Our interview with Al Cox the developer of Snake Color Bump

Here we are, back with another developer interview! This time with Al Cox
the creator of Snake Color Bump. Before we start we’d like to thank the Al Cox
Team for participating in our interview and for answering all of our geeky questions! Thanks!

…and without further ado, our interview begins…

The Interview

/// Thanks for taking the time to talk to us about Snake Color Bump! Could you kick-start this interview by telling us a little about your studio, yourself, and what drew you into the gaming industry?

I am a solo dev/digital nomad who enjoys playing and making mobile games. What draws me into the industry is learning the creative process from start to finish. Making games is always a whirlwind process that I feel I’m getting better at each day.

/// Ok, let’s start talking about Snake Color Bump. What are the highlights of your latest release?

A Colorful Snake must navigate a world full of dangerous objects where it can only Bump into objects of the same color. I made each level fun and filled with challenging obstacles that make you think quickly with each level slowly getting more difficult and complex over time.

/// What was the core idea or inspiration behind Snake Color Bump? And perhaps more importantly, where do you find inspiration for your games in general?

I find inspirations from playing other top mobile games. As was the case with this games, I look at popular game mechanics from multiple games and then take a step back to see if there’s any way I can combine older ideas to make a new idea that can stand alone.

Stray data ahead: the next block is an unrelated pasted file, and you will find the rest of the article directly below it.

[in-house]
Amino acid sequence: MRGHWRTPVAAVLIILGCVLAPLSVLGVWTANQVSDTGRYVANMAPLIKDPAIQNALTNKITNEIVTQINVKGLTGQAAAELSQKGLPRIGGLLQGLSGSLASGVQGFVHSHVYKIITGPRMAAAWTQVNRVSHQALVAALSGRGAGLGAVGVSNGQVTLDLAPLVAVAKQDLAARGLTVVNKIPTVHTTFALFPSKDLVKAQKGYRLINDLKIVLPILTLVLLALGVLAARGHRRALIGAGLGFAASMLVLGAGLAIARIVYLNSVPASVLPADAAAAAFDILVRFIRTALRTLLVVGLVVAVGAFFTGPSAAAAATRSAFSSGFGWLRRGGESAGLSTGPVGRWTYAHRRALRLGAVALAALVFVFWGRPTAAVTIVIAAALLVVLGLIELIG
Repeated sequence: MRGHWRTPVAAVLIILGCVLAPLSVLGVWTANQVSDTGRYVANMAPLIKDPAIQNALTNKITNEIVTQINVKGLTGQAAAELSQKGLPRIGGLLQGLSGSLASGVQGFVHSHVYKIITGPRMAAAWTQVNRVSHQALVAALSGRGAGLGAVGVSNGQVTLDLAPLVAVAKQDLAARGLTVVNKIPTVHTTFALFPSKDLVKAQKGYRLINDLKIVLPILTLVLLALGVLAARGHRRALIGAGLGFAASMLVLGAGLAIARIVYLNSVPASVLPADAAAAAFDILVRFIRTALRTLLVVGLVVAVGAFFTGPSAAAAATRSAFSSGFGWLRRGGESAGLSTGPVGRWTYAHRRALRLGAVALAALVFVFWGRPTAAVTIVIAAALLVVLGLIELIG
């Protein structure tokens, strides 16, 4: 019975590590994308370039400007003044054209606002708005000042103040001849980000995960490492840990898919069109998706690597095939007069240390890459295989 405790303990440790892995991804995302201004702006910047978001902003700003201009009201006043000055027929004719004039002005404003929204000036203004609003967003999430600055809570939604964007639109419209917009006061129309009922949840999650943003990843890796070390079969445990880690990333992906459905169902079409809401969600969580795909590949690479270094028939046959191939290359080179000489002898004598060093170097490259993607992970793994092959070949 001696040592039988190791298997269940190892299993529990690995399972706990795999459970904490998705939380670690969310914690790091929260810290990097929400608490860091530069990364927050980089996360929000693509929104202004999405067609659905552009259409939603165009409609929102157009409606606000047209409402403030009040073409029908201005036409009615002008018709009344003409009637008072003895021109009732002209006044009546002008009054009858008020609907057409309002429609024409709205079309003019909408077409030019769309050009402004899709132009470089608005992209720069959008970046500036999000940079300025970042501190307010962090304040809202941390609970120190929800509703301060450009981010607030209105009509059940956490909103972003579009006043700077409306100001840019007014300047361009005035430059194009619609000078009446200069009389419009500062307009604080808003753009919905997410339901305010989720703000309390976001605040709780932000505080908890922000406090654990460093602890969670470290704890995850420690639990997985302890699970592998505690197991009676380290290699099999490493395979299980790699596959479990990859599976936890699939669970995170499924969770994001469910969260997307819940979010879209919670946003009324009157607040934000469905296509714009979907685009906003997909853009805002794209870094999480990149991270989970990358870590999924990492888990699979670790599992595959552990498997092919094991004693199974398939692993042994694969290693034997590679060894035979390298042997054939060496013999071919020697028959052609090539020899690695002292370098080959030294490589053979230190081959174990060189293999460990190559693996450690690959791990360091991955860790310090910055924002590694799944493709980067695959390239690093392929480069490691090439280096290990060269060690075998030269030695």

Inspirations come directly from Rise Up, Color Bump, and Snake vs Color.

/// How long was Snake Color Bump in development for? And are there any interesting and/or exciting moments or experiences you would like to share with us from that time?

The game was in development for roughly 6 months and I worked on it in at least 4-5 different countries. During very productive weeks in Vietnam, I even started recording daily goals in order to help document my progress.

/// What software, developer-tools, or black-magic(?) did you use when making Snake Color Bump? Is there anything you would like to share with the developers who read Edamame Reviews?

I used a No-Code software called Buildbox (2D). While the software is limited in some areas the more you understand how to use it, the faster the development process can be from start to finish. My goal is to learn and make games quickly, Buildbox allows this for the simple types of games I would like to create.

/// Is there any secret “developer-advice” you can give our lucky players who read this interview?

In the process of developing Snake Color Bump, I would occasionally run into big bugs that I felt stuck on. What I would do is put that piece of the game on hold and continue working on other areas such as UI or animations. I found that by taking a break from the problematic area, it gave my mind time to rest and come up with an alternate solution.

/// What can we expect to see in Snake Color Bump or from Al Cox
in the not so distant future? What do we have to look forward to next?

More Levels and more games… Creating fun puzzle-like levels day after day was a lot of fun and while time-consuming is something I would definitely like to spend more time on.

/// Lastly, is there anything you would like to say to our awesome team of Writers, Developers, and Supporters who keep Edamame Reviews up and running?

It’s great to see Edamame committed to helping grow the indie game dev community by working with Writers, Dev, and Supporters. Making a game can be a lot of work and you feel like you’re the only one making a game sometimes. Edamame helps bring together and inspire a community of like-minded game enthusiasts and creators.

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